Letters to the editor – February 2, 2017

Overproduction in EU

I received a Christmas card from a dairy farmer I worked for 60 years ago in England. In that card he related some of the drawbacks of trading with, or belonging to, the European Union. In nine months of 2016, the price of milk at the gate went from 34 p (54 cents Cdn) down to 17 p (27 cents) per litre. Because of this, many smaller farmers have been unable to survive. He is only surviving because his herd is large and he has been on the same farm for over 70 years.

The reason for these huge reductions in price is the massive overproduction of other countries in the EU. As an example, France has only 5.4 percent of the population of the EU, while France takes 47 percent of the EU budget for agriculture. These subsidies have allowed the French dairy farmers to be inefficient, to overproduce and make a good living.

As we have signed a trade agreement with the EU, Canadian dairy farmers will be exposed to this same level of uneven competition. I foresee large increases in imports of cheese, powdered milk and other milk byproducts. The French farmers have attained these subsidies by having protests with tens of thousands of farmers attending (the squeaky wheel get the subsidies).

Do farmers really know what’s in this trade agreement?

Mervyn Coles,
Victoria, B.C

Flag photo offensive

Let me begin by expressing my appreciation for the newspaper that you and your staff work so diligently at producing on a weekly basis. There is no doubt in my mind that the amount of time and research that goes into your publication is first class.

While I appreciate your editorial efforts, I take offence at the lack of concern for the pictures that are occasionally published without due care. One such example is a picture that was published in your Jan. 12, 2017, publication. On page 4 of this edition a picture has been included as a part of the article of the most pathetic pictures that I have ever seen of our flag. I know as Canadians we have a tendency to not display a great deal of respect for our flag but I think it would be wise to not emphasize this fact in your publications.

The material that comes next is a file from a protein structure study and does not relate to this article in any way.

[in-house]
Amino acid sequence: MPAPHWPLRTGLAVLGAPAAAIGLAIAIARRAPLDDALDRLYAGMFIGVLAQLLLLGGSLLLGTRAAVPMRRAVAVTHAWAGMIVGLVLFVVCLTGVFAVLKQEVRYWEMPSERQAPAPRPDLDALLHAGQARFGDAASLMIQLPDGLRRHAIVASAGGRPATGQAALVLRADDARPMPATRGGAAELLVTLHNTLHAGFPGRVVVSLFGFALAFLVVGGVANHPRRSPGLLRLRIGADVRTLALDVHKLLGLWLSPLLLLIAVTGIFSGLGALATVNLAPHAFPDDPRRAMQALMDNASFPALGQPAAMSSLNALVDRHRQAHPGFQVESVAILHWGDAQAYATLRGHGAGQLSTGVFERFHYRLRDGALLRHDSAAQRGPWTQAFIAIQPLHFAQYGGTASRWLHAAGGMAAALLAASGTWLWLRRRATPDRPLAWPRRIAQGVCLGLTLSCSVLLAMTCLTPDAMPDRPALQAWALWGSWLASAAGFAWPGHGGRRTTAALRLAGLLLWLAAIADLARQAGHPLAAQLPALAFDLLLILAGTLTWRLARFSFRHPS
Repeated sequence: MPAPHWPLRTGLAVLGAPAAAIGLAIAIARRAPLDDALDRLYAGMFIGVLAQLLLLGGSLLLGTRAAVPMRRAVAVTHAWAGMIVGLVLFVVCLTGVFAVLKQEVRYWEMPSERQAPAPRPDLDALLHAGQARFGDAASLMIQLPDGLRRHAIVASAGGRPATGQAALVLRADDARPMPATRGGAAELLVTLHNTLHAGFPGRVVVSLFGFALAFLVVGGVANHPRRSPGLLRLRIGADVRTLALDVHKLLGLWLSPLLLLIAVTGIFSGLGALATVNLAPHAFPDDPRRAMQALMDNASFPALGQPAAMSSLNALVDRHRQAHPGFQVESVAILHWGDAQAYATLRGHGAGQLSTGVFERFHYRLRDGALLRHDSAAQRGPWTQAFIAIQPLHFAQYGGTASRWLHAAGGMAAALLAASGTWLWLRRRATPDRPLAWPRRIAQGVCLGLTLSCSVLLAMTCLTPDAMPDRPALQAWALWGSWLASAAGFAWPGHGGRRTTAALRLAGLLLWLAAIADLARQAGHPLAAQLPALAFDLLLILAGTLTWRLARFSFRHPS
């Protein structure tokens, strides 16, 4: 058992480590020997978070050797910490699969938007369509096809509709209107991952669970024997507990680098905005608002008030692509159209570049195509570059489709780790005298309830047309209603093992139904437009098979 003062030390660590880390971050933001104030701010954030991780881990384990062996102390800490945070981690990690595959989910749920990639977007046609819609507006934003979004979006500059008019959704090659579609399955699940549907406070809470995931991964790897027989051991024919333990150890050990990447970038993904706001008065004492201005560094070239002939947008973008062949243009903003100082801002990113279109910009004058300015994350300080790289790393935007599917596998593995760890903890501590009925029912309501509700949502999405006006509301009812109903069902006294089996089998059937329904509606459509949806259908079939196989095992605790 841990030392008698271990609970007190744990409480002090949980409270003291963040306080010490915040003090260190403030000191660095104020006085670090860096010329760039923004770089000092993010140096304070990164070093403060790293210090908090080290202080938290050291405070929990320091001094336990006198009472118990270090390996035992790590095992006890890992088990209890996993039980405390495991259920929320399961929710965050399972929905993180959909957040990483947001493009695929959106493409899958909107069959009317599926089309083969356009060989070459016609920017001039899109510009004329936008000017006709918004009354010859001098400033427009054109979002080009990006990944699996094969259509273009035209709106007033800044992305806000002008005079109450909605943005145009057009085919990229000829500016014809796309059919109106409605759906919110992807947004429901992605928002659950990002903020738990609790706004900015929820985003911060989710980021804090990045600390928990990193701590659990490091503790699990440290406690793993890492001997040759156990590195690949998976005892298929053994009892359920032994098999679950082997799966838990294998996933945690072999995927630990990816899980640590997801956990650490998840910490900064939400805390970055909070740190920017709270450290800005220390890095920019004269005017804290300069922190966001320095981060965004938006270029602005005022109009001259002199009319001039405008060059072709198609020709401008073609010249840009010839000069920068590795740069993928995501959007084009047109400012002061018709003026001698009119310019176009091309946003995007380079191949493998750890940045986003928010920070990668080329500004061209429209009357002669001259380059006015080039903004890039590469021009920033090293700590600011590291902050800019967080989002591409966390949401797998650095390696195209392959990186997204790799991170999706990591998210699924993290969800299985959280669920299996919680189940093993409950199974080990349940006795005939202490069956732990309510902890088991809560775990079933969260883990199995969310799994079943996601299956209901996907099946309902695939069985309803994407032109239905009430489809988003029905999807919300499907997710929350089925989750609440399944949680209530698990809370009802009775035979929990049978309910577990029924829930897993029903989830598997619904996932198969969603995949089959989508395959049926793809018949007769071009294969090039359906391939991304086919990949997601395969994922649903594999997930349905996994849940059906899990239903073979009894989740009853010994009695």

I grew up in an era where our flag was respected. Part of our responsibilities as students in our school was to raise the flag in the morning and fly it while school was in session. At the end of the day, the flag was lowered and taken inside where it was carefully folded and put in its designated spot until the next school day. I’m dating myself here when I say that it began with the Union Jack, but when our new flag was brought in, our teacher did her best to teach us to have the same respect for our countries symbol.

Possibly this is why I take such offence at people who treat our flag with such contempt. In my opinion when a picture is placed in publication, such as you have done, it speaks of the same disregard. Perhaps a little vigilance on the part of your editors would be in line.

Wendell W. Bailey
Gravelbourg, Sask.

Editor’s note: The photo, taken in southern Alberta, was intended to establish the force of the wind farmers had to deal with. The picture was headlined, “Canadian weather at work,” and was accompanied with information that explained winds had hit up to 100 km-h and was “quick to destroy flags and move anything that isn’t heavy or nailed down.” At the Western Producer, we too, respect Canada’s flag. We thought the photo served to illustrate the challenges farmers faced with recent winds, and was in no way intended to denigrate the flag.